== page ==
Today’s headline in the Financial Times, “U.S. LACKS CREDIBILITY ON DEBT-SAY IMF.” I rarely agree with the IMF but on this issue as the readers of NOTES are aware, I can find common ground with the economists at the world’s commentator on global economics. It is easy to say the U.S. lacks credibility when the world is observing the budgetary circus that has visited Washington, D.C. for the past two weeks. The CREDIBILITY issue is not solely with the president and the legislature but also with the FEDERAL RESERVE. If the FED errs in its aggressive monetary easing it will be a horrendous blow to the U.S. and the global financial system. The FED has so much at stake because it has more than $2 trillion of DEBT INSTRUMENTS on its balance sheet and if the U.S. is deemed to be an unworthy borrower just what will the value of those assets be on the market.
St.Louis Fed President James Bullard spoke in Germany today and noted that “when the Fed begins withdrawing record monetary stimulus it should sell assets and ensure that inflation remains low.” It seems that Mr. Bullard wants the Fed to begin offloading the assets it has acquired while making sure that the value of that paper is sustained. Bullard is well aware that the Fed is a HOSTAGE to the budgetary games that will be played out and wants to minimize the FED‘s exposure. It seems that the Fed has not come to any type of real EXIT STRATEGY but is merely in testing mode of various theories. Going forward, the biggest issue will be the PRIMARY BUDGET, which is all revenues and expenses before the payment cost of INTEREST ON THE DEBT.
President Obama alluded to it today in his speech as he warned Congress that if the Budget is not reined in then the cost of borrowing will explode and the interest expense will prevent the protected favored programs and entitlements from being funded. Obama rightly warned that the MARKETS will eventually exact its toll upon further budgetary malfeasance. Whether the FED wants to admit it or not it is now the prisoner of the U.S. BUDGET process. If the markets send the cost of U.S. BORROWING HIGHER, WHAT POSSIBLY COULD THE FED DO? COULD THE FED RAISE THE OVERNIGHT RATE TO ALARM CONGRESS, WITH UNEMPLOYMENT RATE ABOVE 8 PERCENT? There is no time for games as the GATES ARE CLOSING. The test of this will come when the FED ends QE2 and the market has no artificial support. This is not a doom and gloom view. This is the reality of the world.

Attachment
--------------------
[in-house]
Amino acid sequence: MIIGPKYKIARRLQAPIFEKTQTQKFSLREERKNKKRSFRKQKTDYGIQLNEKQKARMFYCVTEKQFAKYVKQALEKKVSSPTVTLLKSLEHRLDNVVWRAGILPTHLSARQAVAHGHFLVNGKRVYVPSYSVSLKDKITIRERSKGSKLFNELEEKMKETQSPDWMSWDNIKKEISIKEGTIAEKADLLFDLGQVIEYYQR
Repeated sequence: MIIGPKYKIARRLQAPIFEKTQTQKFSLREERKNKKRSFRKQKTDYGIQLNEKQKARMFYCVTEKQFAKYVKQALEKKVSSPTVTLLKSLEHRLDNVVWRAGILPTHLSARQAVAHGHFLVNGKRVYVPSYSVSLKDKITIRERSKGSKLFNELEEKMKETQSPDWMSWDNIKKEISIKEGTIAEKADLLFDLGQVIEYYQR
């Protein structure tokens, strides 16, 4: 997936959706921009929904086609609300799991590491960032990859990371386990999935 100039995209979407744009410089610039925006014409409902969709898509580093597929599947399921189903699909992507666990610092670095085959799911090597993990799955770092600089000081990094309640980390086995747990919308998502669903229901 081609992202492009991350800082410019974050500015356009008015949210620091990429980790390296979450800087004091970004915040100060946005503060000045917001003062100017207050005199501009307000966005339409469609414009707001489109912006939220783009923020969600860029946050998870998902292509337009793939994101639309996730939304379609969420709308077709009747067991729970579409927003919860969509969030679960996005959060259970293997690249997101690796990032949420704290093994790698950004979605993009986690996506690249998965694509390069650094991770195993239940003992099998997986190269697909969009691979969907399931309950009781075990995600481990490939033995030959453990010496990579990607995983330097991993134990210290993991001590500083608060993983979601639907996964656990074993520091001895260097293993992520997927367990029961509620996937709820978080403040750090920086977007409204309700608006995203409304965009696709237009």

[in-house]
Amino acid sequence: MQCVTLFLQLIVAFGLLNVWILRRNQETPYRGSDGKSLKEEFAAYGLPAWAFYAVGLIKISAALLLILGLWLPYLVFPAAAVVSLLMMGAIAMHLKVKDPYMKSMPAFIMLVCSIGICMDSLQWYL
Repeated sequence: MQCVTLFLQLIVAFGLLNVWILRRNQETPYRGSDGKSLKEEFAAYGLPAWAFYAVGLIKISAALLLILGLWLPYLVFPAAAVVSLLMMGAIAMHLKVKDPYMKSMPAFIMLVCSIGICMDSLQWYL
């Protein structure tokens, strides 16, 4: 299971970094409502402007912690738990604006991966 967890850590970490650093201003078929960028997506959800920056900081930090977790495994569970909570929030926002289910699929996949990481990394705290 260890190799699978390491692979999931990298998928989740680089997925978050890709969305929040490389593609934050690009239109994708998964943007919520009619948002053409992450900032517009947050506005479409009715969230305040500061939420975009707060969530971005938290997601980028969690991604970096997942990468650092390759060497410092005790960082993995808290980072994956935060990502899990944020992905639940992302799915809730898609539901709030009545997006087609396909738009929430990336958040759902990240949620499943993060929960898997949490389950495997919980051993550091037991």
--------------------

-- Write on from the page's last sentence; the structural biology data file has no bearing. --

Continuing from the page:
The markets have already sent part of the message as fears of FED and Congressional ineptness has sent GOLD, SILVER and other HARD ASSETS much higher in price. The equity markets have also rallied as they have also been deemed a haven of value. Again, as Rogoff and Reinhart and many others have warned, time is running out as the cost of profligacy is increasing. Remember, the current U.S. Budget is more than 10 percent of GDP and that is with the INTEREST RATES on the DEBT at historic lows. This doesn’t mean that we can sell BONDS tomorrow and expect immediate rewards for this will take a while to play out. I advise listening closely as the term PRIMARY BUDGET BALANCE becomes the lexicon of the day. Here’s hoping that the policy makers in Washington become serious and make the view that has been laid out here: TRANSITORY.
The economic news today was of no great surprise as RETAIL SALES data showed that the consumer was spending even with the bite of higher fuel prices. The numbers were as expected but the interest rates found reason to rally anyway. Some of this weeks NOTES AND BOND strength is coming off the selloff in commodities. Goldman Sachs has announced twice this week that is was unwinding some profitable long-held positions in various different energy and metals positions. The drop in oil and copper no doubt put a bid to the BONDS but it will be of great interest to see if this rally can hold with the U.S. budget moving to the main stage.
The DEBT market has rallied even with a sizable amount of NEW DEBT auctioned off the past few days so it renders the view on the impact of the BUDGET wrong … for the MOMENT. The DOLLAR, though, has not gained any strength and that makes all of the unwinding of commodities very suspect. Past correlations are beginning to break down and for the markets that is a good thing as new relationships will provide opportunities. Be patient and let the market begin reveal what is at hand. If the pianos are going to fall let others try to catch them.
Tags: bonds, credibility, Debt, debt instruments, Dollar, exit strategy, Federal Reserve, GDP, Gold, hostage, IMF, interest on debt, interest rates, James Bullard, markets, oil, primary budget, QE2, retail sales, silver, U.S. budget